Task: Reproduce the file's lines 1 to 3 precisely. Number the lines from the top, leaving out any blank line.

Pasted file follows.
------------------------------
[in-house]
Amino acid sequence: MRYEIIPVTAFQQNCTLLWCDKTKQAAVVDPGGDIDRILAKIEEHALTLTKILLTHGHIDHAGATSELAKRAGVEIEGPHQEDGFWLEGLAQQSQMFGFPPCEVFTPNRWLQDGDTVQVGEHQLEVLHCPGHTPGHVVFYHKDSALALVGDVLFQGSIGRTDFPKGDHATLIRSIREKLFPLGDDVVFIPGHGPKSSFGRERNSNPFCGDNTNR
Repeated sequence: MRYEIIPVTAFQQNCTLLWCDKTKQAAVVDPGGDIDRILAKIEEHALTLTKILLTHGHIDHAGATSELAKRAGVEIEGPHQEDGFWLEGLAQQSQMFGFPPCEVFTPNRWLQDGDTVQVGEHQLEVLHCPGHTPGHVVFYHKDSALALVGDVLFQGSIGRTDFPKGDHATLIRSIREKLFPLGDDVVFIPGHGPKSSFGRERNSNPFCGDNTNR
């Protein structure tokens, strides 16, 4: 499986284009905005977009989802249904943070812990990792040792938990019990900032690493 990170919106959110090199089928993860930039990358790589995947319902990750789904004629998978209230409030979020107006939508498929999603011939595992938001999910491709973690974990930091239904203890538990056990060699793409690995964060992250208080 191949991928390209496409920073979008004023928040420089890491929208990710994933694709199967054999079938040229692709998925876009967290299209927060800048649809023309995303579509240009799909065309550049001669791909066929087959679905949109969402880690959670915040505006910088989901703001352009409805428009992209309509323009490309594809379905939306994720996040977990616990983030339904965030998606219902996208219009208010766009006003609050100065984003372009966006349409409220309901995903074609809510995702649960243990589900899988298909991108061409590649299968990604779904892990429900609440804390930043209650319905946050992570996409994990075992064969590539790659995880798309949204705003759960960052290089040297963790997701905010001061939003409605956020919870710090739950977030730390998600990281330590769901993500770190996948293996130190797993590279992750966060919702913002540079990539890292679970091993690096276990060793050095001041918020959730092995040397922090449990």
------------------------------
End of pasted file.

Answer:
[in-house]
Amino acid sequence: MRYEIIPVTAFQQNCTLLWCDKTKQAAVVDPGGDIDRILAKIEEHALTLTKILLTHGHIDHAGATSELAKRAGVEIEGPHQEDGFWLEGLAQQSQMFGFPPCEVFTPNRWLQDGDTVQVGEHQLEVLHCPGHTPGHVVFYHKDSALALVGDVLFQGSIGRTDFPKGDHATLIRSIREKLFPLGDDVVFIPGHGPKSSFGRERNSNPFCGDNTNR
Repeated sequence: MRYEIIPVTAFQQNCTLLWCDKTKQAAVVDPGGDIDRILAKIEEHALTLTKILLTHGHIDHAGATSELAKRAGVEIEGPHQEDGFWLEGLAQQSQMFGFPPCEVFTPNRWLQDGDTVQVGEHQLEVLHCPGHTPGHVVFYHKDSALALVGDVLFQGSIGRTDFPKGDHATLIRSIREKLFPLGDDVVFIPGHGPKSSFGRERNSNPFCGDNTNR